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Sensory and motor services for autism spectrum disorder (ASD)SSensory and motor services for autism spectrum disorder (ASD)Sensory and motor services for autism spectrum disorder (ASD)EnglishNeurologyChild (0-12 years)NANervous systemConditions and diseasesAdult (19+)NA2009-03-09T04:00:00ZJanice Mulligan MSW, RSWRadha MacCulloch, MSWWendy Roberts MD. FRCPCLee Steel00151.000000000000Flat ContentHealth A-Z<p>Provides information about resources you can access to address sensory motor issues in your child who has autism.</p> <br><p>Occupational therapists (OTs) can help children with autism spectrum disorder (ASD) with difficulties they have with their fine and gross motor skills and five senses.</p> Many children with autism spectrum disorder (ASD) have problems with fine motor skills. These include writing, cutting with scissors, or fastening buttons. They may also have issues with gross motor skills. These include riding a bike, skipping, or jumping. Occupational therapists (OT) help with these kinds of problems. Some children with ASD also have difficulty with one or more of their senses: sight, hearing, smell, touch, and taste. OTs who are trained in “sensory integration” can help in this area.<p><br></p><h2> Key points </h2><ul><li>Occupational therapists (OTs) can help children with autism with problems associated with gross or fine motor skills. Specially-trained OTs can also help children with ASD who have dificulty with one or more of their senses.<br></li><li>OTs work with children in hospitals, in the community, in schools, clinics, children’s centres, and private practice.</li></ul>
Services sensoriels et moteurs pour les TSASServices sensoriels et moteurs pour les TSASensory and Motor Services for Autism Spectrum Disorder (ASD)FrenchNeurologyChild (0-12 years)NANervous systemConditions and diseasesAdult (19+)NA2009-03-09T04:00:00ZJanice Mulligan MSW, RSWRadha MacCulloch, MSWWendy Roberts MD. FRCPCLee Steel00151.000000000000Flat ContentHealth A-Z<p>Offrent des renseignements sur les ressources auxquelles vous pouvez avoir accès afin d’aider votre enfant atteint d’autisme qui présente des problèmes moteurs et sensoriels.</p><p>Les ergothérapeutes peuvent aider les enfants atteints du trouble du spectre autistique (TSA) éprouvant des difficultés avec leur motricité fine et globale ainsi que leurs cinq sens. Plusieurs enfants atteints du trouble du spectre autistique (TSA) éprouvent des problèmes avec leur motricité fine; y compris de la difficulté à écrire, découper avec des ciseaux ou attacher des boutons. Ils peuvent aussi éprouver des difficultés avec leurs mouvements globaux, y compris de la difficulté à faire de la bicyclette, sauter à la corde ou sauter. Les ergothérapeutes pourront aider à résoudre ce genre de problèmes. Certains enfants atteints du trouble du spectre autistique (TSA) éprouvent des difficultés avec leurs sens : la vue, l’ouïe, l’odorat, le toucher et le goût. Les ergothérapeutes formés en « intégration sensorielle » peuvent aider dans ce domaine. </p><h2>À retenir</h2> <ul><li> Les ergothérapeutes peuvent aider les enfants autistes éprouvant des problèmes associés à leurs mouvements globaux ou leur motricité fine. Des ergothérapeutes spécialement formés peuvent aussi aider les enfants atteints du TSA qui éprouvent des difficultés avec au moins un de leurs sens.</li> <li> Les ergothérapeutes travaillent auprès des enfants dans les hôpitaux, dans la communauté, dans les écoles dans les centres pour enfants et en pratique privée. </li></ul>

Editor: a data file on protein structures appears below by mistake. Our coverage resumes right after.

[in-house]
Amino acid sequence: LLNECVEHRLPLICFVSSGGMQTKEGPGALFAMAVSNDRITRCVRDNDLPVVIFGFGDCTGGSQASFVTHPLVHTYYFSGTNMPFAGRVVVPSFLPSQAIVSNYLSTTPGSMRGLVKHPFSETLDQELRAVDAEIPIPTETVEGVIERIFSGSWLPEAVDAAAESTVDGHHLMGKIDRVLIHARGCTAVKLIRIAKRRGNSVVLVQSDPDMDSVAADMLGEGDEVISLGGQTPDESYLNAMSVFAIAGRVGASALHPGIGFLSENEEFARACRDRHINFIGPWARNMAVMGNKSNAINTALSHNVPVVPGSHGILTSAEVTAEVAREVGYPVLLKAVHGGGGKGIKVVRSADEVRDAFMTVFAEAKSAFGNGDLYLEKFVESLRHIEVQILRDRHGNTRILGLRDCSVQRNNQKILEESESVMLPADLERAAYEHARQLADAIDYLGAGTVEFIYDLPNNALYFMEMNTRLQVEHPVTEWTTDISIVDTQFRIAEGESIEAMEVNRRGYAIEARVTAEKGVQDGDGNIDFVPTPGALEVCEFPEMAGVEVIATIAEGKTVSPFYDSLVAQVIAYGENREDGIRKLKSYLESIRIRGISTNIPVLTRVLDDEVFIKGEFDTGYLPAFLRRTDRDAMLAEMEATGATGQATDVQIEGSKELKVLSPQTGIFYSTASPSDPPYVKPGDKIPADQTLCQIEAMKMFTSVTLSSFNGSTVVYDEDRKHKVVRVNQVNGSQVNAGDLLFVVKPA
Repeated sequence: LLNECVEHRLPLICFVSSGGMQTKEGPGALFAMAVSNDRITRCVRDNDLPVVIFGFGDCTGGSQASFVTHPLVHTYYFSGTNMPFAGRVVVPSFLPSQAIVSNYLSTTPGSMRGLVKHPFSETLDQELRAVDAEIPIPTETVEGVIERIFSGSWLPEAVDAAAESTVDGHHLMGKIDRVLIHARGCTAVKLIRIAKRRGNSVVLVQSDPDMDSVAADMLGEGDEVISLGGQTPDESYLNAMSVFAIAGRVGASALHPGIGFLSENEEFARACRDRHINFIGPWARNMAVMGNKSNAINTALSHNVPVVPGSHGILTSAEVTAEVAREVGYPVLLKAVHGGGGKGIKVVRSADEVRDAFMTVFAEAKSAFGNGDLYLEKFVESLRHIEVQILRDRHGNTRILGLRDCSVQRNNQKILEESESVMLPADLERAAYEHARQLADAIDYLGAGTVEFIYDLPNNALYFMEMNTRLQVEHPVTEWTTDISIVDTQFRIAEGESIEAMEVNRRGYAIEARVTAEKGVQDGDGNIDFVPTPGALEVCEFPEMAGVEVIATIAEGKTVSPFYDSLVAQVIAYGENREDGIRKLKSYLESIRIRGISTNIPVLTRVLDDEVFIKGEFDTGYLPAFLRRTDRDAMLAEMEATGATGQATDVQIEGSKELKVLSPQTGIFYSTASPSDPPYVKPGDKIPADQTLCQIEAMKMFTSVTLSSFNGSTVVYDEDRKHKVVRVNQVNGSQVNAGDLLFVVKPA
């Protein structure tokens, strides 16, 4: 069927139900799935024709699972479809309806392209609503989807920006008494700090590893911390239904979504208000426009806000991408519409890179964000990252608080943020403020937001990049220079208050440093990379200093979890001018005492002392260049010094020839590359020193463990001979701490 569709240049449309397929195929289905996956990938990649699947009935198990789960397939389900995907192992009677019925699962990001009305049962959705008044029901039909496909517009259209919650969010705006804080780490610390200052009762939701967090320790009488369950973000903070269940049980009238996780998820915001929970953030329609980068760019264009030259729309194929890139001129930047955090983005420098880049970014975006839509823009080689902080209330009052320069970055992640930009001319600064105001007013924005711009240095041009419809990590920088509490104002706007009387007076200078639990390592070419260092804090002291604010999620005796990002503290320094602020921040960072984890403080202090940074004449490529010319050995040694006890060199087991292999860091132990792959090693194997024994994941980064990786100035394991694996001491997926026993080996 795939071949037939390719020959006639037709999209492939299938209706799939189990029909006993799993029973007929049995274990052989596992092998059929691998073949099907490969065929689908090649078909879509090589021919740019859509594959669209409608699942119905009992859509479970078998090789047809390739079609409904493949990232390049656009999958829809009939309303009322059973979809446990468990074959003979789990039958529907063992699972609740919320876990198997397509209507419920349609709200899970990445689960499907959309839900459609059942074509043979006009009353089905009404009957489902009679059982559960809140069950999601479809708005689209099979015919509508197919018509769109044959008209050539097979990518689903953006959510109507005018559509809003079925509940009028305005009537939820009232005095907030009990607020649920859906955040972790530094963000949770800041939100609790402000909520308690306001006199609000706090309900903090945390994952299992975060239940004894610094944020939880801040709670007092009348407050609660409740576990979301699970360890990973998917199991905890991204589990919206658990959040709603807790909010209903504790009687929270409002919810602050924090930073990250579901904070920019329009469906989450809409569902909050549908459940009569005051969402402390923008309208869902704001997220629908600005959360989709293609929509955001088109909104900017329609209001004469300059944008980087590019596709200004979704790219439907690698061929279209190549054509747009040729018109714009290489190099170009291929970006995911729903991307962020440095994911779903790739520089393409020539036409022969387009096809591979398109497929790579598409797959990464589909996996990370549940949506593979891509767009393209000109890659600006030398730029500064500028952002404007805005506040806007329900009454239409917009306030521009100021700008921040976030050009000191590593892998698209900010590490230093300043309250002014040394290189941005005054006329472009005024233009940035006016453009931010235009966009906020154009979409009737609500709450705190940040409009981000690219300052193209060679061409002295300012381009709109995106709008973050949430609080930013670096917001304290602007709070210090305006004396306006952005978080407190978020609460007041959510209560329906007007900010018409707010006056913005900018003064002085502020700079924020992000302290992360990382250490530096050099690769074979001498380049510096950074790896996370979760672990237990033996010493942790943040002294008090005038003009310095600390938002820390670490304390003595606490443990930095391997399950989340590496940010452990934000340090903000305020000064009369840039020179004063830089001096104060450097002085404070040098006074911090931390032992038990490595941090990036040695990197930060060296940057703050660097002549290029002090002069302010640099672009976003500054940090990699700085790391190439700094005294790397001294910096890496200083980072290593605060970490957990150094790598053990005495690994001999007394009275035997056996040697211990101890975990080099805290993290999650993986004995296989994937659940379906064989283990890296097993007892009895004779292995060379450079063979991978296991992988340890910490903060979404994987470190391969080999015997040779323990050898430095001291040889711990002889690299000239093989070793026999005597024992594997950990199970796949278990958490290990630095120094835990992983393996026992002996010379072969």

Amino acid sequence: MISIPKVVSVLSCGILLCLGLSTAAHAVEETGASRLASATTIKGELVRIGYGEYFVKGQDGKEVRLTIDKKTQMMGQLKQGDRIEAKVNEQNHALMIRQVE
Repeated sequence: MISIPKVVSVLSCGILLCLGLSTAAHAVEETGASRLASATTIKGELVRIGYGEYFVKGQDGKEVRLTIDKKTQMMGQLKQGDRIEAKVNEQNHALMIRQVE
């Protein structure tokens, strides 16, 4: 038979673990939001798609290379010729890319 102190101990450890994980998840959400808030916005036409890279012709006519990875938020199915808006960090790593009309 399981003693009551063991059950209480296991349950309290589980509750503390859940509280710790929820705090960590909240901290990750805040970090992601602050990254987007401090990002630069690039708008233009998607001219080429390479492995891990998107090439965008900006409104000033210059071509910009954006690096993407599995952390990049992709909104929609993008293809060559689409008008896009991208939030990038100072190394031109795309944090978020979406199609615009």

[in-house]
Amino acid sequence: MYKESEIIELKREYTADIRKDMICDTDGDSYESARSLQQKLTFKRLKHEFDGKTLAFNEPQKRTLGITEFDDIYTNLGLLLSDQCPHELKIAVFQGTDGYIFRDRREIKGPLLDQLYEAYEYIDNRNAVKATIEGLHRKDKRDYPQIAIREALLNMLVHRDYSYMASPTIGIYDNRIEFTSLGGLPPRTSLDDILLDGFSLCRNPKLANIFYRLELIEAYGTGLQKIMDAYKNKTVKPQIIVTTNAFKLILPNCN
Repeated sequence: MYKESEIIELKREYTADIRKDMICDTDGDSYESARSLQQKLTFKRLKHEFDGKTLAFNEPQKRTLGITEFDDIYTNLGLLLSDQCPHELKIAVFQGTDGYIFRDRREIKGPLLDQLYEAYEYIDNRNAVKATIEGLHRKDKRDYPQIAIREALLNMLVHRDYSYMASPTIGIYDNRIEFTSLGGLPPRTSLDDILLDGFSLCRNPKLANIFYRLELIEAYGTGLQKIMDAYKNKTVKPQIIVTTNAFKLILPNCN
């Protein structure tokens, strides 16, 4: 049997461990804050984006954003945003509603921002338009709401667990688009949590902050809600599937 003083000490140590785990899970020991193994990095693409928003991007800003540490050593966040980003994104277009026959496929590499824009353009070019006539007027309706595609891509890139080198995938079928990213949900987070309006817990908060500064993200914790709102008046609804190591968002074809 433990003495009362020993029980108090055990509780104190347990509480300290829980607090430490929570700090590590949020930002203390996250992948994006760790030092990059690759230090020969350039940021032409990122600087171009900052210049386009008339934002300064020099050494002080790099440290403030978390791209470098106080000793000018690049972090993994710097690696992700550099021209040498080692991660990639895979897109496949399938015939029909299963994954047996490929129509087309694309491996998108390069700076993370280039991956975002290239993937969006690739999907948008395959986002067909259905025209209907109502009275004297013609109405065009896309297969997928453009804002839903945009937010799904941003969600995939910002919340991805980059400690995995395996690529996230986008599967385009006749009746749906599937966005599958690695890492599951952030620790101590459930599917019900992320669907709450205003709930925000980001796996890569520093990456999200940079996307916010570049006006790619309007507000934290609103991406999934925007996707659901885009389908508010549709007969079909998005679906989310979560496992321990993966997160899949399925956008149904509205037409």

Sensory and motor services for autism spectrum disorder (ASD)1506.00000000000Sensory and motor services for autism spectrum disorder (ASD)Sensory and motor services for autism spectrum disorder (ASD)SEnglishNeurologyChild (0-12 years)NANervous systemConditions and diseasesAdult (19+)NA2009-03-09T04:00:00ZJanice Mulligan MSW, RSWRadha MacCulloch, MSWWendy Roberts MD. FRCPCLee Steel00151.000000000000Flat ContentHealth A-Z<p>Provides information about resources you can access to address sensory motor issues in your child who has autism.</p> <br><p>Occupational therapists (OTs) can help children with autism spectrum disorder (ASD) with difficulties they have with their fine and gross motor skills and five senses.</p> Many children with autism spectrum disorder (ASD) have problems with fine motor skills. These include writing, cutting with scissors, or fastening buttons. They may also have issues with gross motor skills. These include riding a bike, skipping, or jumping. Occupational therapists (OT) help with these kinds of problems. Some children with ASD also have difficulty with one or more of their senses: sight, hearing, smell, touch, and taste. OTs who are trained in “sensory integration” can help in this area.<p><br></p><h2> Key points </h2><ul><li>Occupational therapists (OTs) can help children with autism with problems associated with gross or fine motor skills. Specially-trained OTs can also help children with ASD who have dificulty with one or more of their senses.<br></li><li>OTs work with children in hospitals, in the community, in schools, clinics, children’s centres, and private practice.</li></ul><p>Many children with autism spectrum disorder (ASD) have problems with fine motor skills. These include writing, cutting with scissors, or fastening buttons. They may also have issues with gross motor skills. These include riding a bike, skipping, or jumping. Occupational therapists (OT) help with these kinds of problems. Some children with ASD also have difficulty with one or more of their senses: sight, hearing, smell, touch, and taste. OT's who are trained in “sensory integration” can help in this area. </p><h2>Community Care Access Centres (CCAC)</h2><p>CCAC helps people of all ages to stay in their own home by providing care in the home and organizing care in the community. CCAC can provide referrals to occupational therapy services in your community where available. You can call CCAC directly to ask for service. This is called a self-referral. You must have a valid Ontario health card. Requests for help for school age children are usually made by your child’s school. Requests are assessed through the School Health Support Services program.</p><p>To find the CCAC office closest to your area, visit <a href="https://www.ccac-ont.ca/">https://www.ccac-ont.ca</a>.<br></p><h2>College of Occupational Therapists of Ontario</h2><p>OTs work with children in hospitals, in the community, in schools, clinics, children’s centres, and private practice. OTs must be registered with the College of Occupational Therapists of Ontario. </p><p>Anyone can visit the College database at <a href="https://www.coto.org/">https://www.coto.org</a> to find an OT.</p><p>The College will provide information to help you:</p><ul><li>understand the services of occupational therapy </li><li>find an OT in the area where you live</li></ul><p>For more information, visit <a href="https://www.coto.org/">https://www.coto.org</a>.</p>Sensory and motor services for autism spectrum disorder (ASD)